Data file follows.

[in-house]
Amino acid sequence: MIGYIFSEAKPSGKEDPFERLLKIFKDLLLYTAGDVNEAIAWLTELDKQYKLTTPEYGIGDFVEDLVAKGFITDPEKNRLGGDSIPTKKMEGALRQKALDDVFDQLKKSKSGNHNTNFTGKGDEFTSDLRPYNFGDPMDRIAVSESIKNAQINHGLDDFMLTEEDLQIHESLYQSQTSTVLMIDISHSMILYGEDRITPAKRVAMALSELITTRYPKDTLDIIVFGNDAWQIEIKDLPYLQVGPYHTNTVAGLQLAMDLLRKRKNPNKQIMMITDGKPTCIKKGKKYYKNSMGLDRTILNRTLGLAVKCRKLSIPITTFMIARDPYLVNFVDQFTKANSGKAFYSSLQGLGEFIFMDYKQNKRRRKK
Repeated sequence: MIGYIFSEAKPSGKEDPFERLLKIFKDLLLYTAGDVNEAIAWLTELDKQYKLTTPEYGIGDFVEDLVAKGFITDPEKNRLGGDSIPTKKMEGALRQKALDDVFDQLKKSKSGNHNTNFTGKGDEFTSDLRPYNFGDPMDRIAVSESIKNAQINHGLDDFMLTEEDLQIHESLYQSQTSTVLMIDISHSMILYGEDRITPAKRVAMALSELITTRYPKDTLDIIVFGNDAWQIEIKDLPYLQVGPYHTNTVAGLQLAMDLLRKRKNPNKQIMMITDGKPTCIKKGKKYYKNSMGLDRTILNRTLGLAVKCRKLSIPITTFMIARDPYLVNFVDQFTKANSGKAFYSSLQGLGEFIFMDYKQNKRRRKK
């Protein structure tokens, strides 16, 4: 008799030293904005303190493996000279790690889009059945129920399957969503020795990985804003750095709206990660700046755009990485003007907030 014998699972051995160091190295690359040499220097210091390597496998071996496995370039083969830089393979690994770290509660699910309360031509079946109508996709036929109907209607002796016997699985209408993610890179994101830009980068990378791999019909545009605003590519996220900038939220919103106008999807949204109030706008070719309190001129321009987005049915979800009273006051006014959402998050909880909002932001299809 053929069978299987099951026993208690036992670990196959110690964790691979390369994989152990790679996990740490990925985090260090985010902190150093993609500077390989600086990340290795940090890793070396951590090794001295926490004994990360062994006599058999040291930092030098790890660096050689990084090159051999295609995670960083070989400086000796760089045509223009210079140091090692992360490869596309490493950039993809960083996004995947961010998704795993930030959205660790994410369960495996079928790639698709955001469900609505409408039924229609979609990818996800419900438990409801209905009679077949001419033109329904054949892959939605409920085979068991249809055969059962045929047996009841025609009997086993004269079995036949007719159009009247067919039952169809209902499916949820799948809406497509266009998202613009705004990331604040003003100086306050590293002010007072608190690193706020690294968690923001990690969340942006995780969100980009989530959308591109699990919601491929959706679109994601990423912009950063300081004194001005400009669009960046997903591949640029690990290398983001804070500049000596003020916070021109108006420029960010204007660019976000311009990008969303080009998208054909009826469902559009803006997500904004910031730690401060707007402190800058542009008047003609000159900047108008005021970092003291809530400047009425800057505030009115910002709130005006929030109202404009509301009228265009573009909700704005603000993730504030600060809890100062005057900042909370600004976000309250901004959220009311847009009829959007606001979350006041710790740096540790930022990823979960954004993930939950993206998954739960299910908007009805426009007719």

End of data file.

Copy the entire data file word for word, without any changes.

[in-house]
Amino acid sequence: MIGYIFSEAKPSGKEDPFERLLKIFKDLLLYTAGDVNEAIAWLTELDKQYKLTTPEYGIGDFVEDLVAKGFITDPEKNRLGGDSIPTKKMEGALRQKALDDVFDQLKKSKSGNHNTNFTGKGDEFTSDLRPYNFGDPMDRIAVSESIKNAQINHGLDDFMLTEEDLQIHESLYQSQTSTVLMIDISHSMILYGEDRITPAKRVAMALSELITTRYPKDTLDIIVFGNDAWQIEIKDLPYLQVGPYHTNTVAGLQLAMDLLRKRKNPNKQIMMITDGKPTCIKKGKKYYKNSMGLDRTILNRTLGLAVKCRKLSIPITTFMIARDPYLVNFVDQFTKANSGKAFYSSLQGLGEFIFMDYKQNKRRRKK
Repeated sequence: MIGYIFSEAKPSGKEDPFERLLKIFKDLLLYTAGDVNEAIAWLTELDKQYKLTTPEYGIGDFVEDLVAKGFITDPEKNRLGGDSIPTKKMEGALRQKALDDVFDQLKKSKSGNHNTNFTGKGDEFTSDLRPYNFGDPMDRIAVSESIKNAQINHGLDDFMLTEEDLQIHESLYQSQTSTVLMIDISHSMILYGEDRITPAKRVAMALSELITTRYPKDTLDIIVFGNDAWQIEIKDLPYLQVGPYHTNTVAGLQLAMDLLRKRKNPNKQIMMITDGKPTCIKKGKKYYKNSMGLDRTILNRTLGLAVKCRKLSIPITTFMIARDPYLVNFVDQFTKANSGKAFYSSLQGLGEFIFMDYKQNKRRRKK
């Protein structure tokens, strides 16, 4: 008799030293904005303190493996000279790690889009059945129920399957969503020795990985804003750095709206990660700046755009990485003007907030 014998699972051995160091190295690359040499220097210091390597496998071996496995370039083969830089393979690994770290509660699910309360031509079946109508996709036929109907209607002796016997699985209408993610890179994101830009980068990378791999019909545009605003590519996220900038939220919103106008999807949204109030706008070719309190001129321009987005049915979800009273006051006014959402998050909880909002932001299809 053929069978299987099951026993208690036992670990196959110690964790691979390369994989152990790679996990740490990925985090260090985010902190150093993609500077390989600086990340290795940090890793070396951590090794001295926490004994990360062994006599058999040291930092030098790890660096050689990084090159051999295609995670960083070989400086000796760089045509223009210079140091090692992360490869596309490493950039993809960083996004995947961010998704795993930030959205660790994410369960495996079928790639698709955001469900609505409408039924229609979609990818996800419900438990409801209905009679077949001419033109329904054949892959939605409920085979068991249809055969059962045929047996009841025609009997086993004269079995036949007719159009009247067919039952169809209902499916949820799948809406497509266009998202613009705004990331604040003003100086306050590293002010007072608190690193706020690294968690923001990690969340942006995780969100980009989530959308591109699990919601491929959706679109994601990423912009950063300081004194001005400009669009960046997903591949640029690990290398983001804070500049000596003020916070021109108006420029960010204007660019976000311009990008969303080009998208054909009826469902559009803006997500904004910031730690401060707007402190800058542009008047003609000159900047108008005021970092003291809530400047009425800057505030009115910002709130005006929030109202404009509301009228265009573009909700704005603000993730504030600060809890100062005057900042909370600004976000309250901004959220009311847009009829959007606001979350006041710790740096540790930022990823979960954004993930939950993206998954739960299910908007009805426009007719």